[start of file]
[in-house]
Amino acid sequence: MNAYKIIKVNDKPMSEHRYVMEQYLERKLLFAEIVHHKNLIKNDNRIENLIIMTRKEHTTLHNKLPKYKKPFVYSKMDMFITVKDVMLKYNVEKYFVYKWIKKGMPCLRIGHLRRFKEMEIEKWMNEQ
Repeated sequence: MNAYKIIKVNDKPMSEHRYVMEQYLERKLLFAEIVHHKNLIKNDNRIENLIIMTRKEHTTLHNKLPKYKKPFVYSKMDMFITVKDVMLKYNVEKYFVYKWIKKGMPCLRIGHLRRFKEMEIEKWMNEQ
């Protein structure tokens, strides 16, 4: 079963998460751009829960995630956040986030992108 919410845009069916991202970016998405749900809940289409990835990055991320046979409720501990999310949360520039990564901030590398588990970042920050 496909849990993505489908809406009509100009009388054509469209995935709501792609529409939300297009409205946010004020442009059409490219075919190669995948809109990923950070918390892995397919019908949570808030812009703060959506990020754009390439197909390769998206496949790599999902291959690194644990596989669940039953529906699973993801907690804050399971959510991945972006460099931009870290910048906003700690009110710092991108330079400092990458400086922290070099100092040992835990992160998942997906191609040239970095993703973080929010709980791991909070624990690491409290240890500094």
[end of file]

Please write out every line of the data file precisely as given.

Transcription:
[in-house]
Amino acid sequence: MNAYKIIKVNDKPMSEHRYVMEQYLERKLLFAEIVHHKNLIKNDNRIENLIIMTRKEHTTLHNKLPKYKKPFVYSKMDMFITVKDVMLKYNVEKYFVYKWIKKGMPCLRIGHLRRFKEMEIEKWMNEQ
Repeated sequence: MNAYKIIKVNDKPMSEHRYVMEQYLERKLLFAEIVHHKNLIKNDNRIENLIIMTRKEHTTLHNKLPKYKKPFVYSKMDMFITVKDVMLKYNVEKYFVYKWIKKGMPCLRIGHLRRFKEMEIEKWMNEQ
């Protein structure tokens, strides 16, 4: 079963998460751009829960995630956040986030992108 919410845009069916991202970016998405749900809940289409990835990055991320046979409720501990999310949360520039990564901030590398588990970042920050 496909849990993505489908809406009509100009009388054509469209995935709501792609529409939300297009409205946010004020442009059409490219075919190669995948809109990923950070918390892995397919019908949570808030812009703060959506990020754009390439197909390769998206496949790599999902291959690194644990596989669940039953529906699973993801907690804050399971959510991945972006460099931009870290910048906003700690009110710092991108330079400092990458400086922290070099100092040992835990992160998942997906191609040239970095993703973080929010709980791991909070624990690491409290240890500094």